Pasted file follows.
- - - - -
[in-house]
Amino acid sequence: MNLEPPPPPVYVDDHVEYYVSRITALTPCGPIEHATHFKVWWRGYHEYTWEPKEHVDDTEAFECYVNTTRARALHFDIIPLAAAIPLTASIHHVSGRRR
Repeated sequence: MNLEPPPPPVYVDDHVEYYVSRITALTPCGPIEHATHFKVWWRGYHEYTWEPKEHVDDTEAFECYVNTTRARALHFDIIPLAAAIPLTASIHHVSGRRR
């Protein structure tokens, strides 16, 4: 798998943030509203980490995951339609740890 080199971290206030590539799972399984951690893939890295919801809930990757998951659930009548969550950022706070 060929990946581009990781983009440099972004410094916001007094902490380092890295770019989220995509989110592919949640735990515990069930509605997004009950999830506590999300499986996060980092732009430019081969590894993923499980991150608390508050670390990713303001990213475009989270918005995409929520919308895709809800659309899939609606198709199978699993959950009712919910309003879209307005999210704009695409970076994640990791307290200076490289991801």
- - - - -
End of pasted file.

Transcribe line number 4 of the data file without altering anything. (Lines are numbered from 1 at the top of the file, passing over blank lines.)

């Protein structure tokens, strides 16, 4: 798998943030509203980490995951339609740890 080199971290206030590539799972399984951690893939890295919801809930990757998951659930009548969550950022706070 060929990946581009990781983009440099972004410094916001007094902490380092890295770019989220995509989110592919949640735990515990069930509605997004009950999830506590999300499986996060980092732009430019081969590894993923499980991150608390508050670390990713303001990213475009989270918005995409929520919308895709809800659309899939609606198709199978699993959950009712919910309003879209307005999210704009695409970076994640990791307290200076490289991801």